Microsoft Office Tutorials and References
In Depth Information
Will you need to print the worksheet?
Will you need to print the worksheet?
Before you start work on a worksheet, you also need to ask yourself whether you will need
to print the worksheet. You might realize that you don’t need to worry about printing at
all—if, for example, you are going to use the worksheet for information storage or
reference purposes only.
If you will want to print the worksheet, consider how your data will look and how the
worksheet will work on paper. This makes a huge difference to your overall worksheet design.
For example, the worksheet in Figure 5-2 requires two pages to print, even if you orient it
horizontally (using Landscape Orientation on the Page Layout tab on the ribbon). The
second page of the printout contains some of the monthly totals, but you won’t see the names
of the regions unless you use the Print Titles feature (also on the Page Layout tab) to repeat
the headings on each page. For large worksheets in either horizontal or vertical orientation,
using print titles is an absolute necessity for intelligible printouts.
For more about page setup and print titles, see Chapter 11, “Printing and presenting.”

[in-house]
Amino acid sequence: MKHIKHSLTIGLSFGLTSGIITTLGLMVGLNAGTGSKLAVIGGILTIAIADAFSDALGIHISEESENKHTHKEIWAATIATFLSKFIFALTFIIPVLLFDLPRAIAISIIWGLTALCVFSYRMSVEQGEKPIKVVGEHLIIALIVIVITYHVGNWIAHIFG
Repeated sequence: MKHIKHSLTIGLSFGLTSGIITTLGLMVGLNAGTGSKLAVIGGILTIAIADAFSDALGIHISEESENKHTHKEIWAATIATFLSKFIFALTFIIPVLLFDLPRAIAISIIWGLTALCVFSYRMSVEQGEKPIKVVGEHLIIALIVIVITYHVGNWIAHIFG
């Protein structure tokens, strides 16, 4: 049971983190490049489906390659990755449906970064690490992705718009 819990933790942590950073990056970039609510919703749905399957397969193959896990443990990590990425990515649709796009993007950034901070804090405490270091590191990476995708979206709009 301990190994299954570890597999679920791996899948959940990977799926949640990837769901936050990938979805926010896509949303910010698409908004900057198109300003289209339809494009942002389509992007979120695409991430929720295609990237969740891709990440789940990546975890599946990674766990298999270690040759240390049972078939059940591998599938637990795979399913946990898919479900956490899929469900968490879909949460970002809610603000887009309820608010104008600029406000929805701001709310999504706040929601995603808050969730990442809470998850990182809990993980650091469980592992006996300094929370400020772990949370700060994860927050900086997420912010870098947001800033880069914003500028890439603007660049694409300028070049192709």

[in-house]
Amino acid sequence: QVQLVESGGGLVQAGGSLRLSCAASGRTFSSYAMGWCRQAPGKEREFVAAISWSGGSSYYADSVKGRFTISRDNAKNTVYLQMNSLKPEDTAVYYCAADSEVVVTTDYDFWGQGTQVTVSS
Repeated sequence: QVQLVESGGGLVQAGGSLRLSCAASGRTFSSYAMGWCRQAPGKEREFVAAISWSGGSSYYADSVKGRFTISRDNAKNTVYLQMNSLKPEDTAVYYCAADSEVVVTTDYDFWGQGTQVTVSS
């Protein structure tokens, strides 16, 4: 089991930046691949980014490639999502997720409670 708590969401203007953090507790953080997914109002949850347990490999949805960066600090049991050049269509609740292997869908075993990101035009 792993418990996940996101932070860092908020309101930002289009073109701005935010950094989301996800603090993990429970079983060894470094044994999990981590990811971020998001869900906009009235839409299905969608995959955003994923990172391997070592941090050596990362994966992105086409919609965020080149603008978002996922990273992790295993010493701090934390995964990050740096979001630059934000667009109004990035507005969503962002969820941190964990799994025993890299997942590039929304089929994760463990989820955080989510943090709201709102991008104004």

You also need to consider how you might use the printout. If you’re going to use it in a
management report, you should try to get the salient information to it on one page. If
it’s for a presentation, you might need to distill it further or create smaller, more digestible
chunks of data that can be summarized in a small grid of a dozen or so cells so that it its
onto a transparency or a slide. If you have massive amounts of data to start with, you can
create summary pages for various purposes, as shown in Figure 5-3, or use outlining to
collapse the detail in large worksheets and display only the totals, as shown in Figure 5-4.
Figure 5-3 If showing all the detail data is too cumbersome, you can create summary sheets for
reporting purposes.
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